What not to say over corporate email: 5 ways to stay safe

email | BCBusiness

Why sometimes it’s better to pick up the phone

Email has made it possible for almost anyone to send out a widely read message—but with power comes risk. In some cases, an email can have devastating consequences for a business when civil litigation or a government investigation arises.
In the late ‘90s, Microsoft was nearly broken up amidst antitrust concerns in part due to emails between Microsoft managers that were disclosed to the U.S. Department of Justice. More recently, in what has been called the “trillion-dollar class action,” certain international banks have been the subject of civil lawsuits and government investigations based, in part, on emails between bank employees suggesting they were manipulating benchmark interest rates.
While each business faces unique issues in managing the risks inherent in email communication—and there is no substitute for effectively training employees in email etiquette and good records management—here are some things every employee should consider before sending an email, or any other type of electronic message for that matter.
Should you write this message?
It’s tempting to respond to an email with an email, an IM with an IM. But before automatically replying in the same form, consider whether you should respond in writing at all, at least in the first instance. It might be both easier and better for risk-management if you instead pick up the phone and call the other person to discuss the issue. Nothing precludes you from following up with an email confirming the substance of the communication—but a simple phone call can prevent misunderstandings and may prevent the creation of harmful written evidence. Before writing the message, consider the medium.
Would you want the world to see this message?
If you have decided that an email is the best mode of communication, draft the message as if it may be seen by the world. An email between two colleagues can be shared around the world in an incredibly short period of time. In most cases, the author of the email will have no idea how widely the email is shared. For these reasons, it is often prudent to draft electronic business communication with care and under the assumption the message will be disseminated.
Can your email expose you to a defamation claim?
Email makes it a lot easier to defame someone. It has never been easier for so many people to cause so much damage to reputations. Teach employees that if you dislike someone, say a colleague, there is probably a better way to communicate with the appropriate person than to send an email describing your views. And if you receive such an email and you forward it on to others, you may expose yourself to liability for defamation because publishing someone else’s defamation may itself constitute defamation. Business email is not a forum for venting negative feelings. Don’t do it.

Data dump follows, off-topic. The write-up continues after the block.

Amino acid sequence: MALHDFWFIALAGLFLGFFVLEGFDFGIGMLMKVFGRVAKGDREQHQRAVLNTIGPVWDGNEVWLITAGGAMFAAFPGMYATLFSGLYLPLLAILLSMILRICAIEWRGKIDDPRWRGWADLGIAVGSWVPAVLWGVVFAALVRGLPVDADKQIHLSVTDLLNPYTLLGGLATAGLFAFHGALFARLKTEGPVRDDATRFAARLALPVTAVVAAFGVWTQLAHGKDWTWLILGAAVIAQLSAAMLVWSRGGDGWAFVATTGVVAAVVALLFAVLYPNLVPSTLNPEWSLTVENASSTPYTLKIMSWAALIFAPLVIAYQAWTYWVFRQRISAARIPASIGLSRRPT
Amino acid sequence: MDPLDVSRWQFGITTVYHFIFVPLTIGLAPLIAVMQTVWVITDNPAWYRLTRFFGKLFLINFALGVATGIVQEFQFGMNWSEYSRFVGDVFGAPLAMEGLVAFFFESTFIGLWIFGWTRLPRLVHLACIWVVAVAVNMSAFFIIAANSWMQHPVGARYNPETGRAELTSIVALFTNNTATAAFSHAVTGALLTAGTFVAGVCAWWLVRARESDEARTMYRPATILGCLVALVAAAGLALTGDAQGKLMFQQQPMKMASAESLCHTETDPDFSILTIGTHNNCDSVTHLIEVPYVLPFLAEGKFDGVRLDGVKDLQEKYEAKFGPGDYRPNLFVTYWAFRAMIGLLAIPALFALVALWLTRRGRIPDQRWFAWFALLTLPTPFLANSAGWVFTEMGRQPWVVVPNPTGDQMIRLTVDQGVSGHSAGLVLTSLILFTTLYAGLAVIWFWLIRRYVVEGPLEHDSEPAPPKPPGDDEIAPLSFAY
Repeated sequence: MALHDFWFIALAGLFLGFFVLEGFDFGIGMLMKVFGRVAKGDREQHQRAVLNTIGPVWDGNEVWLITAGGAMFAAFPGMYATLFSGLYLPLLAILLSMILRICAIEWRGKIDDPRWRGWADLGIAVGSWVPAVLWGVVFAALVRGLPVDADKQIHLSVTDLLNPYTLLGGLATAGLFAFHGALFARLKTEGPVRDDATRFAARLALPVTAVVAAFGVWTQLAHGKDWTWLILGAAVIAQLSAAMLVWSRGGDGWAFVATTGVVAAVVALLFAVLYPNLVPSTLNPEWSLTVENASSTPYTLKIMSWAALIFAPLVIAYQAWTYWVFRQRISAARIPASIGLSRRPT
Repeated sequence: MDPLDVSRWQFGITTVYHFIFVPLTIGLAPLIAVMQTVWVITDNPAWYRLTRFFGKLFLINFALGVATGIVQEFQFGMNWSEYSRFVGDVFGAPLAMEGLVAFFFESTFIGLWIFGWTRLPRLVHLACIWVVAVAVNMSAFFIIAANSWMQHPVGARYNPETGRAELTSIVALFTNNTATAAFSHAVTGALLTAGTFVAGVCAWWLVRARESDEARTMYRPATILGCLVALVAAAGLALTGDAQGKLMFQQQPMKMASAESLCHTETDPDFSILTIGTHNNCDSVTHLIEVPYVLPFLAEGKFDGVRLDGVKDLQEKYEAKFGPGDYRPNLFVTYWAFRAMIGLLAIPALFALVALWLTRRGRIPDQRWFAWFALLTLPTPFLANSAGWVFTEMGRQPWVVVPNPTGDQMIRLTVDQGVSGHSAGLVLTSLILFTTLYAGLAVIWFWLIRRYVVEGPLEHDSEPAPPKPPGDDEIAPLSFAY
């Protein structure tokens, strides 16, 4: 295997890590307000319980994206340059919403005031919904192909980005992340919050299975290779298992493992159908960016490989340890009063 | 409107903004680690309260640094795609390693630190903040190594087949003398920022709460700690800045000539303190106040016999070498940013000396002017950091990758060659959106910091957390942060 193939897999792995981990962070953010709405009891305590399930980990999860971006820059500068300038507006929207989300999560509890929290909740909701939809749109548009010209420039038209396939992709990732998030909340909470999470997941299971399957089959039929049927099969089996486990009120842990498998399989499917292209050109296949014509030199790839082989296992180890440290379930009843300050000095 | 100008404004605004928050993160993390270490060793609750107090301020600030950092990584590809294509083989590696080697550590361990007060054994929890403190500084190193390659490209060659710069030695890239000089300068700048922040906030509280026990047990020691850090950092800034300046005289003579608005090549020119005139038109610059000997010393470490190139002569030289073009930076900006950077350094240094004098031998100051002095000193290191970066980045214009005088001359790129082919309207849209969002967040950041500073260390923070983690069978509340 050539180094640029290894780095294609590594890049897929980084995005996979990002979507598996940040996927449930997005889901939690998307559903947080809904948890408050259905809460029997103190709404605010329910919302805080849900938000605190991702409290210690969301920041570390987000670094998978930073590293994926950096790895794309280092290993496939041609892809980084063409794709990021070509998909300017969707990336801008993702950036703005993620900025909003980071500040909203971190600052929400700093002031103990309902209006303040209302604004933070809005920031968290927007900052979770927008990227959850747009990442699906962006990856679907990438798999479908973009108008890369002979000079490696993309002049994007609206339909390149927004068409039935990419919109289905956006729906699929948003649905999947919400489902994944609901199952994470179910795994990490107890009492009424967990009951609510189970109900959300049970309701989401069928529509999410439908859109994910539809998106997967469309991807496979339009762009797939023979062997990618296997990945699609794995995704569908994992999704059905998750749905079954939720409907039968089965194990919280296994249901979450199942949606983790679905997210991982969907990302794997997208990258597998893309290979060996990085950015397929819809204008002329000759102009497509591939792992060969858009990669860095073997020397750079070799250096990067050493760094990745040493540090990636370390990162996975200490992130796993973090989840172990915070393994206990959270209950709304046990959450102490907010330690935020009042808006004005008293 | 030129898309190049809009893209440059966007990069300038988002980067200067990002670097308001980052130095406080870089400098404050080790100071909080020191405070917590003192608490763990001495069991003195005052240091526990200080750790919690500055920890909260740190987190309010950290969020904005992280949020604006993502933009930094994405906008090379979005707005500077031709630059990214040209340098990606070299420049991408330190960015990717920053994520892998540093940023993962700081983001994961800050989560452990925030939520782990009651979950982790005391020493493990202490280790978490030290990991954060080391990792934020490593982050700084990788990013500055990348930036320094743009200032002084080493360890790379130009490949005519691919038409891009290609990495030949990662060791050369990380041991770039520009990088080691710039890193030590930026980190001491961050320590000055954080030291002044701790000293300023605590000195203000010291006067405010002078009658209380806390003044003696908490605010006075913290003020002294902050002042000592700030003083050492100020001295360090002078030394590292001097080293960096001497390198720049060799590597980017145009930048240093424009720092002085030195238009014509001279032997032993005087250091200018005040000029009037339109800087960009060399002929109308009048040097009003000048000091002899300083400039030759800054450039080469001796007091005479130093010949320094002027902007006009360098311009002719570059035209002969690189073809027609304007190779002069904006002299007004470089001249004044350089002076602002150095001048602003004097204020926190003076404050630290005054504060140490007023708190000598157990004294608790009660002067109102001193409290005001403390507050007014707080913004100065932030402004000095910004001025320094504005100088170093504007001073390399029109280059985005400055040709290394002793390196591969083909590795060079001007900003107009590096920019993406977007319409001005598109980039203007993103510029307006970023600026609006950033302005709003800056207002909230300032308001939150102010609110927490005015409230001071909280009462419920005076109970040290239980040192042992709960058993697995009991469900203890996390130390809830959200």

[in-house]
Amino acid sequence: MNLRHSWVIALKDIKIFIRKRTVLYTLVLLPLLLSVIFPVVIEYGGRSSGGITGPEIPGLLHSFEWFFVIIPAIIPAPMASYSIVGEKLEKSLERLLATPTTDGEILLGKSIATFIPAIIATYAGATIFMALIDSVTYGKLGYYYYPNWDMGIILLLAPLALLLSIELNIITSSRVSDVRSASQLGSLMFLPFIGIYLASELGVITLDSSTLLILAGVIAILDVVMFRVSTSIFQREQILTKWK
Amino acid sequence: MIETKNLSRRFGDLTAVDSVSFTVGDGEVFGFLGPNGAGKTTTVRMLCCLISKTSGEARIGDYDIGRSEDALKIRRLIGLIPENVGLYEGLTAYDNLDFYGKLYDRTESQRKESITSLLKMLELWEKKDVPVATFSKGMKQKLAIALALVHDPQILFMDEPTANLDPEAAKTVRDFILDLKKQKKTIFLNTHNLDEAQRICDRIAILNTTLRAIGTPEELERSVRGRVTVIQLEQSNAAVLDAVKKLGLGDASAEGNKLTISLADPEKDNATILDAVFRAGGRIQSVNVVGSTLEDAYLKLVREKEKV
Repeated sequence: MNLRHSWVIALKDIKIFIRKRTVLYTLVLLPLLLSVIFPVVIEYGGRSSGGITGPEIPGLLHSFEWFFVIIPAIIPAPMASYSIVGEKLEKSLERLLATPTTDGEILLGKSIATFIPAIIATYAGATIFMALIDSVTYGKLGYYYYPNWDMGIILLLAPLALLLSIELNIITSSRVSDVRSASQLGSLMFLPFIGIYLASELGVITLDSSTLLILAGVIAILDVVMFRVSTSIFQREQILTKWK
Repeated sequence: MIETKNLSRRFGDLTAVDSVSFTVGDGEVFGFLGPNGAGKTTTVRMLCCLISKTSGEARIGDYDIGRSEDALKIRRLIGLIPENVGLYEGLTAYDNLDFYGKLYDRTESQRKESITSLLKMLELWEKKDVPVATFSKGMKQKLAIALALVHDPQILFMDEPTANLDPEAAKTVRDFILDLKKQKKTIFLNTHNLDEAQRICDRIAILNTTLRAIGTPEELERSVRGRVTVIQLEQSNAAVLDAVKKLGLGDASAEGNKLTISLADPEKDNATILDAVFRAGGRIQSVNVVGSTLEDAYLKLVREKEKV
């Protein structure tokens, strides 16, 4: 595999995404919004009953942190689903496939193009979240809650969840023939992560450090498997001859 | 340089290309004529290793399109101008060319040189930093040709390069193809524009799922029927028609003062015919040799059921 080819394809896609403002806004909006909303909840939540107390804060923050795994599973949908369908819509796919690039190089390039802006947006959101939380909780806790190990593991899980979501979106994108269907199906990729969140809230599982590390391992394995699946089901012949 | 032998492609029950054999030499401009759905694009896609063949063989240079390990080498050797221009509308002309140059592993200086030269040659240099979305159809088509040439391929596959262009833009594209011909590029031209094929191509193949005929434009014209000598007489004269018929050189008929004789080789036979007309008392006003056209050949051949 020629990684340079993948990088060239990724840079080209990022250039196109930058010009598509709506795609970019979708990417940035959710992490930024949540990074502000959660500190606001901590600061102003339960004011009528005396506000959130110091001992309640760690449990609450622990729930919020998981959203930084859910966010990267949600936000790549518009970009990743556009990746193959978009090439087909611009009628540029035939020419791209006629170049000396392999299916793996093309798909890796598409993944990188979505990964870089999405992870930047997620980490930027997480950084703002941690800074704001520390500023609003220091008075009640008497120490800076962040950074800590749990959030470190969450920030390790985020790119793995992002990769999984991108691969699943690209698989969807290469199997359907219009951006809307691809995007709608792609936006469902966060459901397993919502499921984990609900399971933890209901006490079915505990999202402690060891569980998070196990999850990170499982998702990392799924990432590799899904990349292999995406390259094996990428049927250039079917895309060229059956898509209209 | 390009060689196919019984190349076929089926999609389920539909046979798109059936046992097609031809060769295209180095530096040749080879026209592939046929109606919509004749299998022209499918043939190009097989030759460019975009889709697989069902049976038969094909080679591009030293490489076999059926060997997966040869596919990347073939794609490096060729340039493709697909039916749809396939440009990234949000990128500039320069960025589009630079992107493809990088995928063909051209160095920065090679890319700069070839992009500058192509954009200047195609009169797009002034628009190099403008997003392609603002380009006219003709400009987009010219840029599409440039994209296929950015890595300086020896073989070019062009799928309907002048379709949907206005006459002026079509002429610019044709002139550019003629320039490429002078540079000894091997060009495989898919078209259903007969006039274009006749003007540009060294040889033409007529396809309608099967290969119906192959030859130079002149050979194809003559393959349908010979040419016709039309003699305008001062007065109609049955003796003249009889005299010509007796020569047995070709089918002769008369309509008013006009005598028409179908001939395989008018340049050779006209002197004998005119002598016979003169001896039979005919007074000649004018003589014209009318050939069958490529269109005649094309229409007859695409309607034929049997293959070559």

Are you admitting to wrongdoing?
When civil lawsuits are initiated against a business or when an investigation is launched, lawyers will usually ask for all the relevant documents. That will usually include the emails and other electronic messages of relevant individuals. If those emails contain statements that amount to admissions of wrongdoing, they may become evidentiary “smoking guns” against the business.
In some cases, employees making such statements have done so without considering the legal ramifications of the statement, and thus the statement may not even be accurate. Trying to explain or deal with such evidence in the context of litigation or a government investigation is rarely easy. Instead, train employees how to handle sensitive legal issues, describe the types of statements and evidence that would be problematic, and provide them with a way to address these issues outside of email.
Are you waiving privilege?
A business’s communication with its lawyers is generally privileged and need not be disclosed to anyone. But that privilege may be waived by the business and disclosure may be compelled if that communication is shared with third parties. For example, if an employee decides to forward an email from the company’s lawyer to a friend not affiliated with the company, the contents of that email may no longer be privileged and the waiver may extend to other related subjects. In other words, train employees to keep business communication, especially legal advice, confidential to avoid costly and embarrassing situations in the midst of civil litigation or a government investigation.


Hakemi & Ridgedale LLP is a Vancouver law firm that advises clients in commercial disputes and regulatory proceedings, particularly in the areas of securities litigation; competition law; shareholder and partnership disputes; and defamation law. Find out more at www.hakemiridgedale.com.